All sales personnel and managementand that means the younger generation as well as old handsshould have a good grasp of scrap tire analysis, tire maintenance and product performance so that when speaking to a fleet operator, walking the yard and inspecting the fleet's tires, they can recognize problems and offer suggestions for eliminating them.
Tire repair materials manufacturers also provide hands-on training in truck and OTR repairs. These are very intensive training programs during which students learn to make nail hole and section repairs in truck and also OTR tires. Not everybody needs to get this intensive training in repairing. But if a person is going to be repairing tires, managing people who are repairing tires or is responsible for training repair people, this intensive education is a must.
Retread systems developers also are a source of good training. Almost all of them offer technician training in their own training centers. Naturally students are trained to use the retreading equipment properly, make tire repairs and gain an understanding of the retread process and its required steps.
All retread technicians should be certified in the retread process your company uses and all retread shop managers should be knowledgeable in the operation of all stations and the use and maintenance of their equipment as well. Sales and management people should also be knowledgeable about retreading and be able to lead a retread plant tour and explain the process to your retread customers.
A program designed specifically for the next generation of tire dealer managers and owners is offered by Northwood University and its Center for Tire & Service Education. Northwood is a fully accredited, private, non-profit business university that specializes in managerial and entrepreneurial education. Its Leadership 21 Education Program is a two-week seminar held in March at the University's Midland, Mich., campus and in September at its West Palm Beach, Fla., campus. Participants must attend both sessions.
This course covers a range of business management and leadership topics including finance, accounting, business strategy, corporate vision, operations, leadership, industry trends, marketing and social media, team and corporate culture, critical thinking, the customer experience and problem resolution. It's a perfect continuing education program for developing future leaders in any tire dealer business.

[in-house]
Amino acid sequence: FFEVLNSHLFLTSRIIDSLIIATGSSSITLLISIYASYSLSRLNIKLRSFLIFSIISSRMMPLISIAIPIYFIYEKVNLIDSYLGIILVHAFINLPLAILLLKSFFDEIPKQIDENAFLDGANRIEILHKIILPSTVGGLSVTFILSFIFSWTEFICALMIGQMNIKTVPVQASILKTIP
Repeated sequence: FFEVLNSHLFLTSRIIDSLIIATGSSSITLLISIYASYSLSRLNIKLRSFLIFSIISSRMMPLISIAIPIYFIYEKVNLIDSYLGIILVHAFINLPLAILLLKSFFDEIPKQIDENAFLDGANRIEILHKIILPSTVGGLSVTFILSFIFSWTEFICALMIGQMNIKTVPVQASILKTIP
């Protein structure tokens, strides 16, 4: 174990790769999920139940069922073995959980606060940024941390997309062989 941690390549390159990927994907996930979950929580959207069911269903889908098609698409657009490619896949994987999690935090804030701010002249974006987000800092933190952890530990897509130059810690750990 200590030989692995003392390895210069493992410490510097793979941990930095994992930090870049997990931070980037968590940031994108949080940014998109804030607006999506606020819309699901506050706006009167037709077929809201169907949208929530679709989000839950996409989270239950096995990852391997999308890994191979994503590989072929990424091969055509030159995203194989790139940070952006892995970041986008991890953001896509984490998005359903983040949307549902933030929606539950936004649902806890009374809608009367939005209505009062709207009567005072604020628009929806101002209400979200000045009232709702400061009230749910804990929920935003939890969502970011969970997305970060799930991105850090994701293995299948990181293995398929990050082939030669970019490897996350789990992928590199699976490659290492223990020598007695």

Since it is designed especially for tire dealers, your heir to the throne can still benefit by learning how to address the specific issues with which tire dealers are challengedeven if he or she has a degree in business. And if it's been a few years since they graduated from college, a refresher course will also help them achieve success.
Years ago when I was in my 20s and 30s, there were very few training programs available for me to attend and learn about truck tires and their maintenance. Fortunately, since I worked for Roadway Express, which was based in Akron, the Rubber Capital of the world at that time, Firestone Tire & Rubber Co. and Goodyear were happy to take me under their wings and provide me with the knowledge that I needed.
So not only did I learn the tire manufacturing process in the plant and tire construction and basic tire information in conference rooms, I worked for weeks with a Firestone field service adjuster to learn scrap tire analysis while inspecting tires presented for warranty at various fleet accounts. I learned the retread process by working in a Bandag shop for many weeks and received an education on wheels, rims and their failure modes under the tutelage of Motor Wheel's chief field service engineer while he adjusted wheels for fleet customers.
I also learned garage and tire shop operations, how to drive trucks, and how to perform DOT inspections on tractors and trailers by working in Roadway garages all around the countryin addition to reinforcing my scrap tire analysis skills and tire maintenance knowledge.
I received the information I needed to be successful through mostly these hands-on experiences and by attending industry held seminars, exhibitions and conferences on all aspects of truck tires and wheels over the years.